Obama makes history as first black president
WASHINGTON, D. C. – Before a jubilant crowd of more than a million, Barack Hussein Obama claimed his place in history as America’s first black president, summoning a dispirited nation to unite in hope against the "gathering clouds and raging storms" of war and economic woe.
On an extraordinary day in the life of America, people of all colors and ages waited for hours Tuesday in frigid temperatures to witness the moment as a young black man with a foreign-sounding name took command of a nation founded by slaveholders. It was a scene watched in fascination by many millions — perhaps billions — around the world.
"We gather because we have chosen hope over fear, unity of purpose over conflict and discord," the 44th US president said.
The presidency passed to Democrat Obama from Republican George W. Bush at the stroke of noon, marking one of democracy’s greatest gifts: the peaceful transfer of power.
But a stark transfer all the same. In one of the new administration’s first acts, Obama ordered federal agencies to halt all pending regulations until further review — this after Bush’s final weeks raised heated debate over rushing new rules into effect on the way out the door.
Obama plunges into his new job in earnest on Wednesday, meeting with his economic team and Iraq advisers while Congress gives his economic revival plan a going-over and takes up the nomination of Hillary Rodham Clinton to be secretary of state. Her confirmation has been held up for now by Republican concern over the foundation fundraising of her husband, the former president.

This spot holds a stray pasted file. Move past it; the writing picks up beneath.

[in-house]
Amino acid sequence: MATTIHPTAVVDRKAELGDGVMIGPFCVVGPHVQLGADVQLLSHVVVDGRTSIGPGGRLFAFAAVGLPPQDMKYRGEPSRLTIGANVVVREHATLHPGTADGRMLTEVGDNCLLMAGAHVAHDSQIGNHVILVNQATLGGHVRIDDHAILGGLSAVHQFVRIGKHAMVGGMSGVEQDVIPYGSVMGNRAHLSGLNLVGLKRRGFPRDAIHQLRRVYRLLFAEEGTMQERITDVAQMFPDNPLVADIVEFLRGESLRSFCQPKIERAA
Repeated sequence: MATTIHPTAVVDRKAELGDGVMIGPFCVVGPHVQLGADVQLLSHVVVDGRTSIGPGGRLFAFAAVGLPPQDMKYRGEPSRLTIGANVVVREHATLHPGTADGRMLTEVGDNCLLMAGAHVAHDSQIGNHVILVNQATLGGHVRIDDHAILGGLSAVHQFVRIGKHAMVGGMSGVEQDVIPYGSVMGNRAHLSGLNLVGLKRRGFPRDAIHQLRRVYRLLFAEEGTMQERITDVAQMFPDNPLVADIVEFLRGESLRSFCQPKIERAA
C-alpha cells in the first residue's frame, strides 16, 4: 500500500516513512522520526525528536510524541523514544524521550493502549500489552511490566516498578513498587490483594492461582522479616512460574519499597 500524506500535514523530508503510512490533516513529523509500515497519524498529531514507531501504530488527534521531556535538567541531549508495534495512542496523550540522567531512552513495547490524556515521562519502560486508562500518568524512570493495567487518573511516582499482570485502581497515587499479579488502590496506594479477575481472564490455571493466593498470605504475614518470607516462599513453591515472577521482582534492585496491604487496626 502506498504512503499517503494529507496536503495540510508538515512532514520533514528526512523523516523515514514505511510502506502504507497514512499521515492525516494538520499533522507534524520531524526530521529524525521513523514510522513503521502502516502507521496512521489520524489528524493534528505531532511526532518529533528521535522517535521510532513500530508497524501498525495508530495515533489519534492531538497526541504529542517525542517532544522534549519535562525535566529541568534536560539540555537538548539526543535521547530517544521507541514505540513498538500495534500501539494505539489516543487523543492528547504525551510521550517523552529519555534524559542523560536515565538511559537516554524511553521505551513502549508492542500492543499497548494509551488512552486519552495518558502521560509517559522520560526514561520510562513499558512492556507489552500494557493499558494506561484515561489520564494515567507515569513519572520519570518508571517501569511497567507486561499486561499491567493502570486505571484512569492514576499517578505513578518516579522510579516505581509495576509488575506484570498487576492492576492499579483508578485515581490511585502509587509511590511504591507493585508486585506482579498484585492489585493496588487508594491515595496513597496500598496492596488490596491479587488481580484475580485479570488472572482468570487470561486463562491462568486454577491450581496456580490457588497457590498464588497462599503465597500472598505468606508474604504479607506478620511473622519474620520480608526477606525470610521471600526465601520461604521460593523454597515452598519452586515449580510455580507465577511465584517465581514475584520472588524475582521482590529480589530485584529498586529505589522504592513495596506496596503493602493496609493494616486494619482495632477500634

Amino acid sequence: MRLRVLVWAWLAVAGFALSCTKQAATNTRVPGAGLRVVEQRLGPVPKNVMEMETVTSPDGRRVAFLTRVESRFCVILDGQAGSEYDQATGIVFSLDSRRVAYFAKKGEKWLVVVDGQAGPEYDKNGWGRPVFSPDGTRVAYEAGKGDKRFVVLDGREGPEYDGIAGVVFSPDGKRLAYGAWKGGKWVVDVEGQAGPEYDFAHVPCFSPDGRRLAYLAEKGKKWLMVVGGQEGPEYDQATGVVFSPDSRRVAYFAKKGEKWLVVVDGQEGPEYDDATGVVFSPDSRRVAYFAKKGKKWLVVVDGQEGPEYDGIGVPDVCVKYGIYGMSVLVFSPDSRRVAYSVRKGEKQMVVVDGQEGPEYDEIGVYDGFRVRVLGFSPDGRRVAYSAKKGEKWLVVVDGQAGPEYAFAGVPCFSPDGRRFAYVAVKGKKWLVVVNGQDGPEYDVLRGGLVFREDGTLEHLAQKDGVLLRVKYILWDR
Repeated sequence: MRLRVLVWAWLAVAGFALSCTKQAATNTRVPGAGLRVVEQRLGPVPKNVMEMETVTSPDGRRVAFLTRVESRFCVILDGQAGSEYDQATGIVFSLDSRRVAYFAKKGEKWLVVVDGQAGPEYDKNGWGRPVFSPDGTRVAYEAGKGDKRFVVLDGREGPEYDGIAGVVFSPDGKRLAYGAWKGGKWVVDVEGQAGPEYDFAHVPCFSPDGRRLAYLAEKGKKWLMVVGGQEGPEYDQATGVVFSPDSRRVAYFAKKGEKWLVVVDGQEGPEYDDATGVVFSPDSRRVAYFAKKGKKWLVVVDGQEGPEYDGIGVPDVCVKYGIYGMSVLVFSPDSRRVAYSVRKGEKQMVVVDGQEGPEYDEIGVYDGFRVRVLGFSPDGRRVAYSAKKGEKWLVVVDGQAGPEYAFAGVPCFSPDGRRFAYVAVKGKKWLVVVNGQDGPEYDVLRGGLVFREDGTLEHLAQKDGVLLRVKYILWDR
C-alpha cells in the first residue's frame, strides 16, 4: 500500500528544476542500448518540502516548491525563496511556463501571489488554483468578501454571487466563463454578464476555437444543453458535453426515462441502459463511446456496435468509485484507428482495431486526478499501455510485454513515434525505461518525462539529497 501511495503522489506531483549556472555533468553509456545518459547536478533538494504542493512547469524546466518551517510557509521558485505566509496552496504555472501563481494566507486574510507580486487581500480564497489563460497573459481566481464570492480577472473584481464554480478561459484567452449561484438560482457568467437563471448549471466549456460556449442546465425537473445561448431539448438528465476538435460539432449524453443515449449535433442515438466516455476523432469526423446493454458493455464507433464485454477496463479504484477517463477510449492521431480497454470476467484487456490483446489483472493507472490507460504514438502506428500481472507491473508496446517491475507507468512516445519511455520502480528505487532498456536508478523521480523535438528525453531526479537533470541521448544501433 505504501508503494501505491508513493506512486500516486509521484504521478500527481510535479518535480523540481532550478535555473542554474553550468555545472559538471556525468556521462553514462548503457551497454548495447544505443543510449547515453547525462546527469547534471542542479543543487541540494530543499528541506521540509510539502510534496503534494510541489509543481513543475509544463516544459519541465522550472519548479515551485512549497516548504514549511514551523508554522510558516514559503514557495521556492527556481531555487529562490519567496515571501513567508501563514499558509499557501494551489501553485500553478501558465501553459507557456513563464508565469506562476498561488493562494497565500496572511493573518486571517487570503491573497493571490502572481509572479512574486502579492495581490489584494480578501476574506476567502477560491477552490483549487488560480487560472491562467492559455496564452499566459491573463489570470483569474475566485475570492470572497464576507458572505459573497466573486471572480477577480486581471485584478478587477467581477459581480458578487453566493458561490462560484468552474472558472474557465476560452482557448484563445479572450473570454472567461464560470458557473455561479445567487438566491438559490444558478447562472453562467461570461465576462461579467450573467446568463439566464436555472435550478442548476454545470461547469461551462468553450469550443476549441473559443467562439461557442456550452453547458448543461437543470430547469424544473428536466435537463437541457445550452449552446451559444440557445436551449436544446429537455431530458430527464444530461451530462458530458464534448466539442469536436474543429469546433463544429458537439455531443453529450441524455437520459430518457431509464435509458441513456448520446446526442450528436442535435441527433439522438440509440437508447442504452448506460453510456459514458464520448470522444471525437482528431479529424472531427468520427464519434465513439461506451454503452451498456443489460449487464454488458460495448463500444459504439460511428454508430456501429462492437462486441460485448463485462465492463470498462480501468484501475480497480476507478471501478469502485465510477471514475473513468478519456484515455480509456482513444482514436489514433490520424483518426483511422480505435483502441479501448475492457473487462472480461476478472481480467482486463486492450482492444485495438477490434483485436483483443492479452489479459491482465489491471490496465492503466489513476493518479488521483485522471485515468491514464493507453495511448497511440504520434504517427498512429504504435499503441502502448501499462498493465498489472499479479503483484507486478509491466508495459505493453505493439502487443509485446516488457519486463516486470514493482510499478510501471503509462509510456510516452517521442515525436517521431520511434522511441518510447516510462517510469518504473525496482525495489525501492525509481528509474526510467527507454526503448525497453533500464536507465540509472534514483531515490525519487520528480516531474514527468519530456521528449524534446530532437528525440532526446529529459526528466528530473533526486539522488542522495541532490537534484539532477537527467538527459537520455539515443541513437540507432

The new US president had been buoyant and relaxed through the three days of pre-inaugural festivities.
But he seemed somber as he stood on the Capitol steps, placed his left hand on the Bible used by Abraham Lincoln and repeated the inaugural oath "to preserve, protect and defend" a Constitution that originally defined blacks as three-fifths of a person. A deafening cheer went up.
"What is required of us now is a new era of responsibility — a recognition, on the part of every American, that we have duties to ourselves, our nation, and the world, duties that we do not grudgingly accept but rather seize gladly," Obama said. "This is the price and the promise of citizenship."
Tuesday was a day of high spirits — jarred by sudden concern about the health of Sen. Edward M. Kennedy, a legendary Democrat who is suffering from brain cancer and was rushed to a hospital from a Senate luncheon after the swearing-in. "My prayers are with him and his family and (Kennedy’s wife) Vicki," Obama said. Later, fellow Sen. John Kerry of Massachusetts said Kennedy was laughing and joking at the hospital and itching to get back to work.